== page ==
Polyester is made from oil,it has more than twice the carbon footprint of cotton or wool (even recycled polyester has a higher carbon footprint than natural materials) and it does not biodegrade. 

Acrylic is an oil based synthetic fibre. It is not viably recyclable and is not biodegradable. The production and processing of acrylic uses toxic chemicals so manufacturing control is required to avoid hazard to workers. It is highly flammable, which means it must be treated with often toxic flame retardants.

We use no acrylic in any of our products.

Polyurethane is an oil based synthetic material. The production and processing of polyurethane (often now called vegan leather) involves the use of toxic chemicals that are hazardous to human health, and pollute the air and water systems. Whilst materials made from polyurethane will delaminate and become unusable quite quickly the material itself will not biodegrade.

We use no polyurethane in any of our products.

Cheap clothing is manufactured using chemicals that are hazardous to human health. They are hazardous to workers, they often end up in water systems, and they can remain on clothing and can be absorbed through the skin by the wearer. Some of these are banned entirely in the UK/EU, some are allowed but their use is very tightly controlled. A recent report showed that children’s clothes from a major fast fashion brand contained up to 20 times the safe amount of lead. The following are some of the most problematic - we do not use any of these chemicals in the manufacturing processes of any Community Clothing garments.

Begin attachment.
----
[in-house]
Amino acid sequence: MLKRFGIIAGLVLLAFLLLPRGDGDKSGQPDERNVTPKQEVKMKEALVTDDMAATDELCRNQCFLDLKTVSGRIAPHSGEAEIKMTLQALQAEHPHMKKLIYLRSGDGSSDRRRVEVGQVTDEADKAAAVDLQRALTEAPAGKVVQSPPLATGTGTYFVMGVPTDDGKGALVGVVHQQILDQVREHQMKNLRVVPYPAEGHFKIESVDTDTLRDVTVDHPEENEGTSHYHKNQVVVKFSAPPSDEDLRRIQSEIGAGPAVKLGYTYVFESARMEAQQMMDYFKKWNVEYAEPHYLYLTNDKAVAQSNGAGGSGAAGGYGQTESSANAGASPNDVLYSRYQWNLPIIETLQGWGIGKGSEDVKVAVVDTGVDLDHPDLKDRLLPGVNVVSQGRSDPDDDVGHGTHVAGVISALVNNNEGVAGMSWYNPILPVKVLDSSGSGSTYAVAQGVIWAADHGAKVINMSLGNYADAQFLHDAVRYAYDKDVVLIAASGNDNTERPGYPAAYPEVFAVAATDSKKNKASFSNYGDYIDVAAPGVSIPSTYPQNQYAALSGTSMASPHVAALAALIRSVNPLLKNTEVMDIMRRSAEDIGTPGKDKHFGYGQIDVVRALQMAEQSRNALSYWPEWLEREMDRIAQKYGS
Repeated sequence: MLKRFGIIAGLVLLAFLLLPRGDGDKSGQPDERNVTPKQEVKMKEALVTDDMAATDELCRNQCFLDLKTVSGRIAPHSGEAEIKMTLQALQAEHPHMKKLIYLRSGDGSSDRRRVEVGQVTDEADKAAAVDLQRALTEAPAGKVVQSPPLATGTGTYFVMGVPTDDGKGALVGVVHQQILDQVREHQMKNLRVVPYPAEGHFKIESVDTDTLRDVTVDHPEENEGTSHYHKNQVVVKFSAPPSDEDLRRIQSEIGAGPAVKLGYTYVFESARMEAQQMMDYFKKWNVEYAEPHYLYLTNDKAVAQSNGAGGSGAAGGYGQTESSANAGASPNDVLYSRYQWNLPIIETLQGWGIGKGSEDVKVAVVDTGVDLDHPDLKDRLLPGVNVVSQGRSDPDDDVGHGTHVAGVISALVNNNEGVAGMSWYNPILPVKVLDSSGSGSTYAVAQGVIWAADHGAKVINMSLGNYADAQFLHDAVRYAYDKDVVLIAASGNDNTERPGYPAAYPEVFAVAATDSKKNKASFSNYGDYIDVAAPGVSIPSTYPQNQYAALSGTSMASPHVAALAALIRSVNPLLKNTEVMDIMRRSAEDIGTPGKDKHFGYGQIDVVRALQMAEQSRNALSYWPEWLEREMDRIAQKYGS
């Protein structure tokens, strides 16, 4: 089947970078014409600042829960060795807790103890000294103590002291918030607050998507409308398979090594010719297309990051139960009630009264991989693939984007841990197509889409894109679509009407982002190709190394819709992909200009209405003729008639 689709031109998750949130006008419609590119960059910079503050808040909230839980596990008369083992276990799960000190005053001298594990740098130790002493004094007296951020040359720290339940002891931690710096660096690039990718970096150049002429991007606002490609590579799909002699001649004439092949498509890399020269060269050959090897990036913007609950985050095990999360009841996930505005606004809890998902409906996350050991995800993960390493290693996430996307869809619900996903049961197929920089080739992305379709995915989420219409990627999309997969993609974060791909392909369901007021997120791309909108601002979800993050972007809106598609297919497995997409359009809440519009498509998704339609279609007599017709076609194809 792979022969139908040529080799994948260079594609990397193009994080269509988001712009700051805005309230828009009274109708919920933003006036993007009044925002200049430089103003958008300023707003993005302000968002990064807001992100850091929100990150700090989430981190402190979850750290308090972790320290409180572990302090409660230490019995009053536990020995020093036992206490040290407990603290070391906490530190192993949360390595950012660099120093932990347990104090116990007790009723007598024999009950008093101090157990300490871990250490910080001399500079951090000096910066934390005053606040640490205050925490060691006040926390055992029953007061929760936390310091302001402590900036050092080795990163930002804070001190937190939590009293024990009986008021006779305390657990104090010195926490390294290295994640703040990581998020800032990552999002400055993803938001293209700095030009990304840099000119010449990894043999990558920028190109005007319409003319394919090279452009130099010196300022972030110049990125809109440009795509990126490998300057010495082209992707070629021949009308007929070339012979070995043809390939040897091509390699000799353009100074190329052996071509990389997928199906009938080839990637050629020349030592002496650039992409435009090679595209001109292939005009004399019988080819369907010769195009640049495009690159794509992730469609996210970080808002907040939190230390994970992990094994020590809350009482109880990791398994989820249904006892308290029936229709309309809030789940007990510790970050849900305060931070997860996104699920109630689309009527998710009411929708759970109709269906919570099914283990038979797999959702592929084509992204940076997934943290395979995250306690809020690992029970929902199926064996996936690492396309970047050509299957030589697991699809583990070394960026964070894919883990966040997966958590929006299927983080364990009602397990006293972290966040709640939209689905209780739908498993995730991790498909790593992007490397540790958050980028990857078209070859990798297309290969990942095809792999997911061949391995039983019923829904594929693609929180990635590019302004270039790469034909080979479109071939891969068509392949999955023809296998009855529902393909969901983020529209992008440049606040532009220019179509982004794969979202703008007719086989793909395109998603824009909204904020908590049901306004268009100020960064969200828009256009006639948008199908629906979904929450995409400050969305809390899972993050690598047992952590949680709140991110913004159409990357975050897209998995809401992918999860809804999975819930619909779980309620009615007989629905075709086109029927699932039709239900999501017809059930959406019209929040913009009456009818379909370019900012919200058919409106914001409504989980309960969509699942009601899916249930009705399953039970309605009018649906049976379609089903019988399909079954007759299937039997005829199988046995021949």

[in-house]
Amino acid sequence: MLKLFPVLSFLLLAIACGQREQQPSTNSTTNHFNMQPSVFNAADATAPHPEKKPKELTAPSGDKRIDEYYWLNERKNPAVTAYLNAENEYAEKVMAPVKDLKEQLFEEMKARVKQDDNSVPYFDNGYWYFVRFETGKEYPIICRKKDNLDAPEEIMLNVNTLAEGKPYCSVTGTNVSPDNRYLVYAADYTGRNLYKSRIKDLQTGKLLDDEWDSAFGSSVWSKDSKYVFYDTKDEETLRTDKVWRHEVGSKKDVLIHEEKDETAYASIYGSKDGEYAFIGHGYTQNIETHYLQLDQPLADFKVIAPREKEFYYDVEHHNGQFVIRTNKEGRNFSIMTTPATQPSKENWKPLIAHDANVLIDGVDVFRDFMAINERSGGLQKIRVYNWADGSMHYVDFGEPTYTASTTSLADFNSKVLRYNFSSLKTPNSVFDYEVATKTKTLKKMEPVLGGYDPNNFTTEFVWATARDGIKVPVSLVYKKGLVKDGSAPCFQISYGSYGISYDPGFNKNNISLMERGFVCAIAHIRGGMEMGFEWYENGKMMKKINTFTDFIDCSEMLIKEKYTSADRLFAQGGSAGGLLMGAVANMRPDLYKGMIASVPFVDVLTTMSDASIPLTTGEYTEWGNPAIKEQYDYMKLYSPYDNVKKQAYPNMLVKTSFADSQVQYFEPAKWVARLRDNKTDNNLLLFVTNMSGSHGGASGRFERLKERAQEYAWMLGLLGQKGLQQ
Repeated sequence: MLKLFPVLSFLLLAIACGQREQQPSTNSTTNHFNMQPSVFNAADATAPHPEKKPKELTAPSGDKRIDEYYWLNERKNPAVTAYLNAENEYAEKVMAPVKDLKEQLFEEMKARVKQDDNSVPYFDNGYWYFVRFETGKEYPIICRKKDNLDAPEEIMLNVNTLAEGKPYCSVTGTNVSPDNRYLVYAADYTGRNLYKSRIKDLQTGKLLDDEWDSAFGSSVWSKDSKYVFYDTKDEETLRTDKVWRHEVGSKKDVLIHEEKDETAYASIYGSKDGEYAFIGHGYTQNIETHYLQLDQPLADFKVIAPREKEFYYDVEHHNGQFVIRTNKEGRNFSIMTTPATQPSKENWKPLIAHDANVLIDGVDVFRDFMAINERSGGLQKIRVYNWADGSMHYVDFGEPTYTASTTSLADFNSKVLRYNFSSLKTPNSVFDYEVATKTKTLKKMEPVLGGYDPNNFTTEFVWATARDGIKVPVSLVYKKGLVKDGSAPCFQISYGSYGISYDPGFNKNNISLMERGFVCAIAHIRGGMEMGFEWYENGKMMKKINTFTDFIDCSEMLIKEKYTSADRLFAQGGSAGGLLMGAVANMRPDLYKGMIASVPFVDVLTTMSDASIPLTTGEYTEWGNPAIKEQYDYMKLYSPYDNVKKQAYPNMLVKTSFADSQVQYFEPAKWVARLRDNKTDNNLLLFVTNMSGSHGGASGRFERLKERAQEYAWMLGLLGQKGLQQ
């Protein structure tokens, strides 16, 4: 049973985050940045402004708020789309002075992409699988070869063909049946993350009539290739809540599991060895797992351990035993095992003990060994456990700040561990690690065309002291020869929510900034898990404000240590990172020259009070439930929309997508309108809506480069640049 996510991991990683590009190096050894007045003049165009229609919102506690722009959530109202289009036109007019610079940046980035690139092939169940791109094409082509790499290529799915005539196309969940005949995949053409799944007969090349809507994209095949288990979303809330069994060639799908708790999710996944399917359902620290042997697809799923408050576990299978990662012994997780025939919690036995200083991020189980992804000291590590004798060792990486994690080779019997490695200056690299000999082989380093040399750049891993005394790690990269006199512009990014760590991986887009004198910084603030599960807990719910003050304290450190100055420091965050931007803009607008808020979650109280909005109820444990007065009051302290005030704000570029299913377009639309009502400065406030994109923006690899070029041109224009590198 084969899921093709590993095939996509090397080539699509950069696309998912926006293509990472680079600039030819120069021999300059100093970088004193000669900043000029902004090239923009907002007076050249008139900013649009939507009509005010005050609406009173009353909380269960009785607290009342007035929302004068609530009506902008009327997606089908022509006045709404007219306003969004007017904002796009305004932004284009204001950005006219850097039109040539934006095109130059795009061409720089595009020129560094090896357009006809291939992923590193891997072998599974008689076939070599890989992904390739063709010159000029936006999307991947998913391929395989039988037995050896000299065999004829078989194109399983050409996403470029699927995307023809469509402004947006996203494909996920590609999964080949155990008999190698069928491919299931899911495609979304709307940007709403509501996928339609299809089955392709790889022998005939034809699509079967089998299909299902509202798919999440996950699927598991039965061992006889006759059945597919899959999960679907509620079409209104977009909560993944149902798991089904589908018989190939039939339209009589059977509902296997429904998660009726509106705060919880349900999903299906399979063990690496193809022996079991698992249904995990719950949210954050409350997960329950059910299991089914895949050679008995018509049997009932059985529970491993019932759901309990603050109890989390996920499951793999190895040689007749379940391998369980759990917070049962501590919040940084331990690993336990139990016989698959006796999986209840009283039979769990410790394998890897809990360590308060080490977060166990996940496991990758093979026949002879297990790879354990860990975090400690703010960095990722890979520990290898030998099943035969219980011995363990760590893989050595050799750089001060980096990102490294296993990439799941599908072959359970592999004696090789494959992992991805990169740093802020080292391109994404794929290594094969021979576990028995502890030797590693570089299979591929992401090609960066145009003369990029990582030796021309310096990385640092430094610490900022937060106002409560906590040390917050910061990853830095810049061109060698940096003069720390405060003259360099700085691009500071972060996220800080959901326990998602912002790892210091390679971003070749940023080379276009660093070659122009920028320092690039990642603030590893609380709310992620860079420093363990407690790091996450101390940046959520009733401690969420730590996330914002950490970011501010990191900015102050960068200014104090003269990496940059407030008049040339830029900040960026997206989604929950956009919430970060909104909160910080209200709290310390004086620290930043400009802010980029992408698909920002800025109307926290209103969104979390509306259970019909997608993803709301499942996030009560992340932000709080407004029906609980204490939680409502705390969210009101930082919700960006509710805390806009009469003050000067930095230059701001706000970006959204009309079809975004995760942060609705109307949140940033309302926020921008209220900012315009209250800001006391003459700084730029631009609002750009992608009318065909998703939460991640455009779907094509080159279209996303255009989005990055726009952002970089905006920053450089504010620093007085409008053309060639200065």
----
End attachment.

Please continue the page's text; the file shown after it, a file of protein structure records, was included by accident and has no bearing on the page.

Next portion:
Materials We Might Use in the Future 

Our ultimate aim is to use materials to make our clothes which have zero environmental impact and are completely recyclable in a closed circular system, or are completely naturally biodegradable.

There are lots of fascinating developments in the world of textiles, some natural, some synthetic, some a hybrid of both. Our founder Patrick Grant has a background in Materials Science and works closely with several UK university textile science departments to monitor and participate in the development of new materials and processing technologies including dyeing.

Some of these, like cellulose acetate for example, a plant based fibre which can be readily recycled, show great promise.


Some people think because viscose is made from plant material, typically wood pulp but increasingly also from bamboo, that’s it’s a natural fibre. Its not. It’s made by dissolving the plant cellulose of the feed stock in some pretty nasty chemicals before extruding this slurry into the synthetic viscose fibre. Where the wood comes from, and how it’s made can have a huge impact on the environment. There’s good viscose and bad viscose.

On the plus side it is claimed that viscose does readily biodegrade.

We are investigating the limited use of fully traceable European viscose in some products.